The White House approach to COVID protocols was lax, leading to an outbreak that threatens the stability and security of the United States by sidelining, distracting, and disabling too many of its influential figures at once.

Yet one’s overall impression is how little any sick or healthy Republican cares. It doesn’t matter much to Republicans that the White House can’t do the work of the people, because that long ago vanished as top priority. The Republicans’ main focus since Trump tested positive has been on his suddenly changed situation and what it might mean for them. The party’s agenda consists of two main items: rushing Amy Coney Barrett onto the Supreme Court and making sure (by any means) that Trump wins re-election. No one cares whether Trump misses a few days of work at the White House, because, in all his tenure there, he’s avoided the chore of serving the people.

This has become clear as his schedule over the past week or so has been scrutinized for the bearing it might have on Washington’s contagion. Jetting around to campaign rallies, schmoozing at fund-raisers, preparing for the presidential debate, putting in a ghastly showing in it, and hosting a GOP love-fest for Amy Coney Barrett in the Rose Garden: such are the events that engross Trump most.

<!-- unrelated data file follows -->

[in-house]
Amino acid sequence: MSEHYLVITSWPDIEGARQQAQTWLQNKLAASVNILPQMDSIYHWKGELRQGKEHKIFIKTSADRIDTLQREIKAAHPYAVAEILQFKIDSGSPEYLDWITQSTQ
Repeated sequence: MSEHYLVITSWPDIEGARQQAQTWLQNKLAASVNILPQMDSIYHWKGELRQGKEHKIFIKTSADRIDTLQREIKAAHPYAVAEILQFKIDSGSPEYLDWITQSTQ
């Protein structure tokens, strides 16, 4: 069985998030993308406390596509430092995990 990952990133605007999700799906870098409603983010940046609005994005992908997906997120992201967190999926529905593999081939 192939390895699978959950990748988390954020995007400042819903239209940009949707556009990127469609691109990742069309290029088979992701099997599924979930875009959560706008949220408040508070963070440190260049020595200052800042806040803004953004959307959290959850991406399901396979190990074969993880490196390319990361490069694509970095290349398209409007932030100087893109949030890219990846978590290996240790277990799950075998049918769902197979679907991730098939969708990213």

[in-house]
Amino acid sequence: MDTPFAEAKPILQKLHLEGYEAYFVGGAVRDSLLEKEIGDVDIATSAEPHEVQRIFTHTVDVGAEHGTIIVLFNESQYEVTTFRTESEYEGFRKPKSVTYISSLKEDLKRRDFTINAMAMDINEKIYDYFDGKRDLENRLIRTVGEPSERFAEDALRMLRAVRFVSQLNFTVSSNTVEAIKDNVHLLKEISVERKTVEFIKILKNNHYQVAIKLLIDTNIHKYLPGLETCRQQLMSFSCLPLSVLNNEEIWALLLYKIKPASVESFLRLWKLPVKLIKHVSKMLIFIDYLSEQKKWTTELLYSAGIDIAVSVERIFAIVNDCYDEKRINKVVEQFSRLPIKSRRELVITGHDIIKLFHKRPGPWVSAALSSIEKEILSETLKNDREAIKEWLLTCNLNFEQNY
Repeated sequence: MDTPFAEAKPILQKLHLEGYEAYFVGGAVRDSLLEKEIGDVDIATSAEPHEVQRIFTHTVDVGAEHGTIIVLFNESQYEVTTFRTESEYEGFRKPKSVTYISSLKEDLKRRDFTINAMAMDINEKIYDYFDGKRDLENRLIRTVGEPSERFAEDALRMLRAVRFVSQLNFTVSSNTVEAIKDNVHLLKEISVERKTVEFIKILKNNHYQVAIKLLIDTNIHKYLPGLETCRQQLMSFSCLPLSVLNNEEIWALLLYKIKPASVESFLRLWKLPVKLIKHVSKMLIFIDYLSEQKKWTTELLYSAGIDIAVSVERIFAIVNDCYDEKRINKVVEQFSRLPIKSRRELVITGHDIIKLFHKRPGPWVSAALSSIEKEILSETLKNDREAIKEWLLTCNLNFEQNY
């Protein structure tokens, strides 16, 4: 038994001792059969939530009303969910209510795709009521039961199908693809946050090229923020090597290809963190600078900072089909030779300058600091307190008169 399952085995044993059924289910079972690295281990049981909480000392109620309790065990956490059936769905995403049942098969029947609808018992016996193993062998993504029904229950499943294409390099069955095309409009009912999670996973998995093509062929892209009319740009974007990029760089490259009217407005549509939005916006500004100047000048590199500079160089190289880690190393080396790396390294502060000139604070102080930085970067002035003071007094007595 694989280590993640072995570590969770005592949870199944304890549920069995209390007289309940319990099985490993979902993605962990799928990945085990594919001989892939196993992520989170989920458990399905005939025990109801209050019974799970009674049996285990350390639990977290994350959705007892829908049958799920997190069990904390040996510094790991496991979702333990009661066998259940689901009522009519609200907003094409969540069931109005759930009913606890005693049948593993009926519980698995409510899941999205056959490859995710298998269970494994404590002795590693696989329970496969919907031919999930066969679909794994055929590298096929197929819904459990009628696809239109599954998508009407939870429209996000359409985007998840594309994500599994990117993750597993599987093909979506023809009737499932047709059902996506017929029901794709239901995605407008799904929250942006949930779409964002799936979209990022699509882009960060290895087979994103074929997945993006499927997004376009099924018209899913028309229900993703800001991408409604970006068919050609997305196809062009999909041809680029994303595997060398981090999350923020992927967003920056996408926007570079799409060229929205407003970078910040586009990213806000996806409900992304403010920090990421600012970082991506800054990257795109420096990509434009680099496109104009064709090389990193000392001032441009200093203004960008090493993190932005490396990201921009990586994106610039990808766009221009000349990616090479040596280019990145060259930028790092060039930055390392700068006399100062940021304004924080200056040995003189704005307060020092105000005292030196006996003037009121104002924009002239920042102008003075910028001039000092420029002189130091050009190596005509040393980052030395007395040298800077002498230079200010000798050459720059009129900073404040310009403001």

In the meantime, millions of Americans are out of work, running out of funds, and going hungry. Many are worried about losing their homes and access to medical care, even as winter comes on and the virus lingers and spreads. Businesses are folding, wildfires rage, and the bright possibilities of vibrant, solvent cities have evaporated. Cities like New York and Chicago, which represent some of the nation’s greatest concentrations of human and real capital, are barely holding together. Some vast piles of money that Congress set aside to help with these problems remain unspent or were spent improperly, attesting to Mr Trump’s ineptitude and indifference when he’s taxed with helping anyone but himself.

Under Donald Trump, the White House has become an empty shell. While he receives Cadillac treatment at Walter Reed, Americans can’t help but notice how little Trump and his ilk care about them.